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Old 02-21-2013, 02:52 AM
 
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Ok good deal. Thanks for the information!!
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Old 02-22-2013, 04:14 PM
 
1,922 posts, read 1,439,028 times
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Originally Posted by fourwinds View Post
Only in rare cases do the oil companies own the mineral rights to the oil. Oil companies get leases from mineral rights owners that last for three years (sometimes with extensions), and if oil is found, the oil company has the right to drill more wells for as long as oil is flowing.

Surface rights and mineral rights were originally together, but can be sold separately. During poor agricultural times, farmers and ranchers may have sold off their mineral rights to save their farm or ranch. Other times, the two rights may have been separated during a sale, as the original owner wanted to keep the mineral rights.

The Bakken mineral rights are largely owned by individuals, but also includes the state government, a school trust (schools were allocated about 1/16th of all mineral rights in ND), Federal government (like the national grasslands - national parks are not leased), Tribal government (Forth Berthold reservation owns trust land, which was leased and bringing in a lot of dollars for the three affiliated tribes), as well as some railroads (the Northern Pacific was allocated land by the government to finance a transcontinental railroad). In the railroad case, Northern Pacific became Burlington Northern, which later spun off some of its mineral rights into another company: Burlington Northern Resources. In turn, that company was bought out by Conoco Phillips. So in that case, Conoco Phillips likely does own (not lease) much of its Bakken holdings.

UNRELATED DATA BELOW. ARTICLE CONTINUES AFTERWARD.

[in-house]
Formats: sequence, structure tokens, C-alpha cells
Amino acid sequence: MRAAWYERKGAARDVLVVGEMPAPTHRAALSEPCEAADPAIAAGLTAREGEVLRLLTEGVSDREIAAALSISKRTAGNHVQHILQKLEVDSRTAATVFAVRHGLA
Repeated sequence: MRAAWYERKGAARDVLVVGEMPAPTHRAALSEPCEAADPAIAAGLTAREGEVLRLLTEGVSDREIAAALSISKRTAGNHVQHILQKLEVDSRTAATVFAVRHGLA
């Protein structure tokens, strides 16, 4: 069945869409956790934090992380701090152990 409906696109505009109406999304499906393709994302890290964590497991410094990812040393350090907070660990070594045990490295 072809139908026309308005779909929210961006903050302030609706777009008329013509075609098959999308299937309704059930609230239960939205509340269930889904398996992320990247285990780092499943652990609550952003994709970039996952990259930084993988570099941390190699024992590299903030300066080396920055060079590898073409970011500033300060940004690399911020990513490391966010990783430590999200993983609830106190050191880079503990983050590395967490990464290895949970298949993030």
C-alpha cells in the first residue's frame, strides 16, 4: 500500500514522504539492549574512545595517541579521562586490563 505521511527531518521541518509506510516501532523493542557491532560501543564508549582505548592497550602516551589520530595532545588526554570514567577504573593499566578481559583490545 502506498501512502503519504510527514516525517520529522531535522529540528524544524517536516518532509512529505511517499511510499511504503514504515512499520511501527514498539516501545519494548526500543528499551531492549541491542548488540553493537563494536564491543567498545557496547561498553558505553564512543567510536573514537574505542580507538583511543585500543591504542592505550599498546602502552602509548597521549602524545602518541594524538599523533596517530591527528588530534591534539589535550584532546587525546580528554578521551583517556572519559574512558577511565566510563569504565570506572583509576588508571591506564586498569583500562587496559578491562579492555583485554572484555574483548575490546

When obtaining a lease, an oil company usually makes a one-time payment (sometimes $10,000 an acre for high potential land, sometimes $500 an acre for less than prime mineral rights). If oil is found, the mineral rights owner typically gets 20% of the oil and gas revenue. For a person that has 640 acres, and 1000 bpd from multiple wells, that would be about $500,000 a month in royalties.

The state government also applies a 12.5 extraction tax, so the state get about $300,000 a month from the 640 acre illustration above. The oil company keeps $1.7 million in revenue a month (not profit), but they need to pay off the original lease (likely $6,400,000 for that section of land) as well as maybe as much as $40,000,000 to drill four wells.

There are surface rights owners who are getting very wealthy, and the state of ND is pulling in huge revenues from the extraction tax, from their land holdings, from retail taxes on oil company purchases (which are huge). Counties are gaining from property taxes on oil company buildings/processing plants.

What an informative post.